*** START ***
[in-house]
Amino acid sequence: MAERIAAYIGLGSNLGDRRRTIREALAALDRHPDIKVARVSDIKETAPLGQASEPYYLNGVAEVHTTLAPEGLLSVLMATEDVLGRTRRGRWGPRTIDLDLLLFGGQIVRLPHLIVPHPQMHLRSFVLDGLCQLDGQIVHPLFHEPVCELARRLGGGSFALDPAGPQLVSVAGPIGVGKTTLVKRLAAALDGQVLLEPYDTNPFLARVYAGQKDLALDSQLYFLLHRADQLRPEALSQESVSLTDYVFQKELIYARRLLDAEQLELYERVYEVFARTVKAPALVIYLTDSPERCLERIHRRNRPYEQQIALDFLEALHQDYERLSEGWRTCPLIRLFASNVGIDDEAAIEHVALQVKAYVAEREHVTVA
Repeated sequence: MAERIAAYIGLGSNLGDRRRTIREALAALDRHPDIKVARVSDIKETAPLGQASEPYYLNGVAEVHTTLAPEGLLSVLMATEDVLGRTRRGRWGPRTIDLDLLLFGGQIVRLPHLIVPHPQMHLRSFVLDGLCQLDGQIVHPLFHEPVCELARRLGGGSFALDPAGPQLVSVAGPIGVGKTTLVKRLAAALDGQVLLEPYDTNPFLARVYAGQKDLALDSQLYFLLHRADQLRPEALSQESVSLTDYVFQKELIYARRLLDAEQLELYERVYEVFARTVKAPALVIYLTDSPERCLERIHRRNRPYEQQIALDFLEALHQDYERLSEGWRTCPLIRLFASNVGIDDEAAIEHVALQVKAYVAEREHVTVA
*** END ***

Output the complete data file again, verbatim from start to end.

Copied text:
[in-house]
Amino acid sequence: MAERIAAYIGLGSNLGDRRRTIREALAALDRHPDIKVARVSDIKETAPLGQASEPYYLNGVAEVHTTLAPEGLLSVLMATEDVLGRTRRGRWGPRTIDLDLLLFGGQIVRLPHLIVPHPQMHLRSFVLDGLCQLDGQIVHPLFHEPVCELARRLGGGSFALDPAGPQLVSVAGPIGVGKTTLVKRLAAALDGQVLLEPYDTNPFLARVYAGQKDLALDSQLYFLLHRADQLRPEALSQESVSLTDYVFQKELIYARRLLDAEQLELYERVYEVFARTVKAPALVIYLTDSPERCLERIHRRNRPYEQQIALDFLEALHQDYERLSEGWRTCPLIRLFASNVGIDDEAAIEHVALQVKAYVAEREHVTVA
Repeated sequence: MAERIAAYIGLGSNLGDRRRTIREALAALDRHPDIKVARVSDIKETAPLGQASEPYYLNGVAEVHTTLAPEGLLSVLMATEDVLGRTRRGRWGPRTIDLDLLLFGGQIVRLPHLIVPHPQMHLRSFVLDGLCQLDGQIVHPLFHEPVCELARRLGGGSFALDPAGPQLVSVAGPIGVGKTTLVKRLAAALDGQVLLEPYDTNPFLARVYAGQKDLALDSQLYFLLHRADQLRPEALSQESVSLTDYVFQKELIYARRLLDAEQLELYERVYEVFARTVKAPALVIYLTDSPERCLERIHRRNRPYEQQIALDFLEALHQDYERLSEGWRTCPLIRLFASNVGIDDEAAIEHVALQVKAYVAEREHVTVA